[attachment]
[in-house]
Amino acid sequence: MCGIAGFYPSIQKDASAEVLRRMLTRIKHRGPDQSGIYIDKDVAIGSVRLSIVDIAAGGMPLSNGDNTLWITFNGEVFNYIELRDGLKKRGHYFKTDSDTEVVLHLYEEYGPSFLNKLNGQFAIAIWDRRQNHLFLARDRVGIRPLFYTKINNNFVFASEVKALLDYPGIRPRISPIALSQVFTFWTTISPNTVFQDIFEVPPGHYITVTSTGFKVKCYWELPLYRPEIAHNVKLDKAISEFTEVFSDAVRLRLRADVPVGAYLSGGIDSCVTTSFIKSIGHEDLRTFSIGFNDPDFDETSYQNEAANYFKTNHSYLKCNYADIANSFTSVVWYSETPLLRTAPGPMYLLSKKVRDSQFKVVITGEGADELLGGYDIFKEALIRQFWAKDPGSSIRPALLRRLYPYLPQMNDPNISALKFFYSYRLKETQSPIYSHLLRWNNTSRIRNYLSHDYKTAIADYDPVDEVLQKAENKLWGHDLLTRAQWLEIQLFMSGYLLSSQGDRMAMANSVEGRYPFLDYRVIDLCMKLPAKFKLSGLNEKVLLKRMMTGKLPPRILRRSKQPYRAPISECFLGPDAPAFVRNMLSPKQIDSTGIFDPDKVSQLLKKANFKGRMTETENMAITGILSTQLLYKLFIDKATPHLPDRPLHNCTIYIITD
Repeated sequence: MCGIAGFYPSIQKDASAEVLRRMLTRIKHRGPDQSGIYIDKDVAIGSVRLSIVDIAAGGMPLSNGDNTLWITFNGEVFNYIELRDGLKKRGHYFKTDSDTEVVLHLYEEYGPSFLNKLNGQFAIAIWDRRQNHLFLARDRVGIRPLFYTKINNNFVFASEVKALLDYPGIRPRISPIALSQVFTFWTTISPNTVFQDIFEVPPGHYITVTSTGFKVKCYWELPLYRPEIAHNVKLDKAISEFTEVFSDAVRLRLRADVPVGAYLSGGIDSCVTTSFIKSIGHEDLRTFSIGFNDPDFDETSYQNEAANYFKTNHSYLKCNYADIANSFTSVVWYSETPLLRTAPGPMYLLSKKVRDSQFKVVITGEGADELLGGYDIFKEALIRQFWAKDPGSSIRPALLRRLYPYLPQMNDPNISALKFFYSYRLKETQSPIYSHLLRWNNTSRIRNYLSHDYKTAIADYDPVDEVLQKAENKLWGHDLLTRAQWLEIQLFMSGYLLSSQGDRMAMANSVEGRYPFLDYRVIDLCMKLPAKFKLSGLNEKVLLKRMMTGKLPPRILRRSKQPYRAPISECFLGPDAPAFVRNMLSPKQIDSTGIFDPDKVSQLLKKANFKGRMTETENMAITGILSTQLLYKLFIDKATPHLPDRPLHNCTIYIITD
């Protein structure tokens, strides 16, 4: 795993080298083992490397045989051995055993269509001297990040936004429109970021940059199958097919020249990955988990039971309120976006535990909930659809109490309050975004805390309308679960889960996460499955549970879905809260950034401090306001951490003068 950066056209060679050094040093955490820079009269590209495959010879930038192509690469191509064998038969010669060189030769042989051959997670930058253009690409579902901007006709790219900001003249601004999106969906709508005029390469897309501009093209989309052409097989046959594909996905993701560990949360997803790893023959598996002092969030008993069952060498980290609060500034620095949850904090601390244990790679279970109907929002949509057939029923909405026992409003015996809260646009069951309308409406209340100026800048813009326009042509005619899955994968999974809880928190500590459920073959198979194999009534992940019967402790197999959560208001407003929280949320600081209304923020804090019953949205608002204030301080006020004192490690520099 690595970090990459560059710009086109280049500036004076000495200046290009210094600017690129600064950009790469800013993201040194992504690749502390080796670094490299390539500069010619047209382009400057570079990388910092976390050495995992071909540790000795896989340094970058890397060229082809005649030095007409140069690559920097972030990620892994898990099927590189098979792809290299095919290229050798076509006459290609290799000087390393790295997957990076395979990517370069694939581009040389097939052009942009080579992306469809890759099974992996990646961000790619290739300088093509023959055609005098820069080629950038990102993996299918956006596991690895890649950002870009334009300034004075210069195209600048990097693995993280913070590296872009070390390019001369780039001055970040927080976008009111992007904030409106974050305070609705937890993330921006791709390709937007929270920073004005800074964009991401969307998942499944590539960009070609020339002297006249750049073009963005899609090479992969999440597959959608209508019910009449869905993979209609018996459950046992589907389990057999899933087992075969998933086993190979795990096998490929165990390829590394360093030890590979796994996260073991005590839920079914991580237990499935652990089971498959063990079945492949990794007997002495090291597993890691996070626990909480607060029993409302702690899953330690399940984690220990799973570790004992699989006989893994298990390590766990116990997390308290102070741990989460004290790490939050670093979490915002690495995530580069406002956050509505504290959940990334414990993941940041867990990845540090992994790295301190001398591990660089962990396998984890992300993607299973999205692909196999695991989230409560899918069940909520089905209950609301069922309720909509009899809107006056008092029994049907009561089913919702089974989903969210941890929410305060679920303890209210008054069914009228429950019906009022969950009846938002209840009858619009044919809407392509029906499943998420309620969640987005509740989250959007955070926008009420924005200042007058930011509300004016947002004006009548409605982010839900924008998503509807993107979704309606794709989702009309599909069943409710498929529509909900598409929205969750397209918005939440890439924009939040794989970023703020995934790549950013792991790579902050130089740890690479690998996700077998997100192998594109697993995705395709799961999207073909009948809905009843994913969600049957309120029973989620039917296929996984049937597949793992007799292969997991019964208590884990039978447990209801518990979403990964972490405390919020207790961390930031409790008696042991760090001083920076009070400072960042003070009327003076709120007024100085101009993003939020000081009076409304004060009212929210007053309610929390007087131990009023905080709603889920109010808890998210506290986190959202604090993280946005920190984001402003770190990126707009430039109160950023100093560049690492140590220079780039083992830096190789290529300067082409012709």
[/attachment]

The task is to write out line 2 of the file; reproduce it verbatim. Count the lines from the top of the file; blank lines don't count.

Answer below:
Amino acid sequence: MCGIAGFYPSIQKDASAEVLRRMLTRIKHRGPDQSGIYIDKDVAIGSVRLSIVDIAAGGMPLSNGDNTLWITFNGEVFNYIELRDGLKKRGHYFKTDSDTEVVLHLYEEYGPSFLNKLNGQFAIAIWDRRQNHLFLARDRVGIRPLFYTKINNNFVFASEVKALLDYPGIRPRISPIALSQVFTFWTTISPNTVFQDIFEVPPGHYITVTSTGFKVKCYWELPLYRPEIAHNVKLDKAISEFTEVFSDAVRLRLRADVPVGAYLSGGIDSCVTTSFIKSIGHEDLRTFSIGFNDPDFDETSYQNEAANYFKTNHSYLKCNYADIANSFTSVVWYSETPLLRTAPGPMYLLSKKVRDSQFKVVITGEGADELLGGYDIFKEALIRQFWAKDPGSSIRPALLRRLYPYLPQMNDPNISALKFFYSYRLKETQSPIYSHLLRWNNTSRIRNYLSHDYKTAIADYDPVDEVLQKAENKLWGHDLLTRAQWLEIQLFMSGYLLSSQGDRMAMANSVEGRYPFLDYRVIDLCMKLPAKFKLSGLNEKVLLKRMMTGKLPPRILRRSKQPYRAPISECFLGPDAPAFVRNMLSPKQIDSTGIFDPDKVSQLLKKANFKGRMTETENMAITGILSTQLLYKLFIDKATPHLPDRPLHNCTIYIITD